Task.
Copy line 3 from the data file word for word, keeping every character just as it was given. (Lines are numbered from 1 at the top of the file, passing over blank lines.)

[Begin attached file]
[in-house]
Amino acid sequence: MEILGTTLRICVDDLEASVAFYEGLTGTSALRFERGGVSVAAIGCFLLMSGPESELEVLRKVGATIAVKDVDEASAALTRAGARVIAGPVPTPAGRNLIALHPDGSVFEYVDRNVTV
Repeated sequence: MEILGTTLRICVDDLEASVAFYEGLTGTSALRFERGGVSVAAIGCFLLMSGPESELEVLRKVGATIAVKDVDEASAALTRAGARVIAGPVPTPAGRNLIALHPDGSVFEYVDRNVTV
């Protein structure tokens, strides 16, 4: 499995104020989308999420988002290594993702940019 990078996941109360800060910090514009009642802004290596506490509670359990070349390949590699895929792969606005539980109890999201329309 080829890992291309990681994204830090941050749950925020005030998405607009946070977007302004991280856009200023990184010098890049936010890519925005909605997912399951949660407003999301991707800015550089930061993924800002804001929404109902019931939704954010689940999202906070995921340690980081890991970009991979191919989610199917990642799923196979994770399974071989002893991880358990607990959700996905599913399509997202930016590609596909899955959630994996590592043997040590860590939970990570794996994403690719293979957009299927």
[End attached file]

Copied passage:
Repeated sequence: MEILGTTLRICVDDLEASVAFYEGLTGTSALRFERGGVSVAAIGCFLLMSGPESELEVLRKVGATIAVKDVDEASAALTRAGARVIAGPVPTPAGRNLIALHPDGSVFEYVDRNVTV